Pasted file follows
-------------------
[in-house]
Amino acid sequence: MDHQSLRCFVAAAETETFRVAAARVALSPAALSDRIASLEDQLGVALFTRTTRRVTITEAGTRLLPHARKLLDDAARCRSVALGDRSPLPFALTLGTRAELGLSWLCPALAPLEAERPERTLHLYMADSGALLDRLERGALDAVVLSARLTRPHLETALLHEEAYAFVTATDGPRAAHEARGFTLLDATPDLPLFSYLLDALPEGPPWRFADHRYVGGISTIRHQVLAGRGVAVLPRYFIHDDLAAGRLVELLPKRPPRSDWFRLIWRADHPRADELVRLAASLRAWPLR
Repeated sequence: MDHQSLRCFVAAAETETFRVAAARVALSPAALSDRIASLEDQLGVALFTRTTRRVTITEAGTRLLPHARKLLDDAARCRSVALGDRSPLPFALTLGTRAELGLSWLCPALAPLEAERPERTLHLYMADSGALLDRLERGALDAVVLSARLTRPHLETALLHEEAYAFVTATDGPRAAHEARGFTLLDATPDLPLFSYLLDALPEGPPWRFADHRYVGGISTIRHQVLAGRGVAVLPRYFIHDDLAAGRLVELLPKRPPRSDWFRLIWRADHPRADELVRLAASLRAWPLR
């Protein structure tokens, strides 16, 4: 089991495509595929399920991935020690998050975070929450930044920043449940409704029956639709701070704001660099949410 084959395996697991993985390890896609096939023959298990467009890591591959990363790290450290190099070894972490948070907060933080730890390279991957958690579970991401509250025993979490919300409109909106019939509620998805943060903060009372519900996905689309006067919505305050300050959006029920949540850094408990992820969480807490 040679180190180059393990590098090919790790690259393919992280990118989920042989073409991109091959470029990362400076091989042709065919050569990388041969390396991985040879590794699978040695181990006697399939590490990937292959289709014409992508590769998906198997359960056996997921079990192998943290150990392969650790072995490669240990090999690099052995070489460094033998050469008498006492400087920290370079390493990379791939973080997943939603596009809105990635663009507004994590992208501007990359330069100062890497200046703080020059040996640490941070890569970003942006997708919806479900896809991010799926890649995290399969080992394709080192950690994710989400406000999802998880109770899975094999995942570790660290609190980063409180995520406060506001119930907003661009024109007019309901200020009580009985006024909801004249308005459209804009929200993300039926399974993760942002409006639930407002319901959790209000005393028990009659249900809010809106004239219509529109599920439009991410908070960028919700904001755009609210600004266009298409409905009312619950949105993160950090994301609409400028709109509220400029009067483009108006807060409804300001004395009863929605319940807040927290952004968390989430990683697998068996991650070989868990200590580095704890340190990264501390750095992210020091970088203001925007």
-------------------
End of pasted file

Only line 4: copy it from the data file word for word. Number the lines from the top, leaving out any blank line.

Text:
């Protein structure tokens, strides 16, 4: 089991495509595929399920991935020690998050975070929450930044920043449940409704029956639709701070704001660099949410 084959395996697991993985390890896609096939023959298990467009890591591959990363790290450290190099070894972490948070907060933080730890390279991957958690579970991401509250025993979490919300409109909106019939509620998805943060903060009372519900996905689309006067919505305050300050959006029920949540850094408990992820969480807490 040679180190180059393990590098090919790790690259393919992280990118989920042989073409991109091959470029990362400076091989042709065919050569990388041969390396991985040879590794699978040695181990006697399939590490990937292959289709014409992508590769998906198997359960056996997921079990192998943290150990392969650790072995490669240990090999690099052995070489460094033998050469008498006492400087920290370079390493990379791939973080997943939603596009809105990635663009507004994590992208501007990359330069100062890497200046703080020059040996640490941070890569970003942006997708919806479900896809991010799926890649995290399969080992394709080192950690994710989400406000999802998880109770899975094999995942570790660290609190980063409180995520406060506001119930907003661009024109007019309901200020009580009985006024909801004249308005459209804009929200993300039926399974993760942002409006639930407002319901959790209000005393028990009659249900809010809106004239219509529109599920439009991410908070960028919700904001755009609210600004266009298409409905009312619950949105993160950090994301609409400028709109509220400029009067483009108006807060409804300001004395009863929605319940807040927290952004968390989430990683697998068996991650070989868990200590580095704890340190990264501390750095992210020091970088203001925007």